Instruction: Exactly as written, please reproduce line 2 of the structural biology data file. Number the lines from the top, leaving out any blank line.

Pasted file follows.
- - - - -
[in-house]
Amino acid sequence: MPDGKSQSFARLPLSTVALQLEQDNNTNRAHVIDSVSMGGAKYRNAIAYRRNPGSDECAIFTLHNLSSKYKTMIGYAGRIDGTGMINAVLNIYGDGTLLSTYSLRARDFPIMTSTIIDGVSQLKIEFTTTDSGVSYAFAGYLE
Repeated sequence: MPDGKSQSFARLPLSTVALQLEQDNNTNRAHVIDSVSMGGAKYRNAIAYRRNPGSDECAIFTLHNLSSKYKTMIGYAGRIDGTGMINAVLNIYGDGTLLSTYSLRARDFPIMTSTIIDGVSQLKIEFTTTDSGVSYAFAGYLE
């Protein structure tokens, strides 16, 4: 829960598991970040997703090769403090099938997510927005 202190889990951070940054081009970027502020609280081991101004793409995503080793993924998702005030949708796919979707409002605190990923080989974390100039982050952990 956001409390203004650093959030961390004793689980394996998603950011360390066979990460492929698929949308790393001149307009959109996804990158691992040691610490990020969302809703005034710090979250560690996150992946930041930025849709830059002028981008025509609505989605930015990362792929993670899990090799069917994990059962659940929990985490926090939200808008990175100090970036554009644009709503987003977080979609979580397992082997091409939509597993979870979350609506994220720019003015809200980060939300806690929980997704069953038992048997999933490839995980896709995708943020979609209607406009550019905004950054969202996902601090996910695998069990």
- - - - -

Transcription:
Amino acid sequence: MPDGKSQSFARLPLSTVALQLEQDNNTNRAHVIDSVSMGGAKYRNAIAYRRNPGSDECAIFTLHNLSSKYKTMIGYAGRIDGTGMINAVLNIYGDGTLLSTYSLRARDFPIMTSTIIDGVSQLKIEFTTTDSGVSYAFAGYLE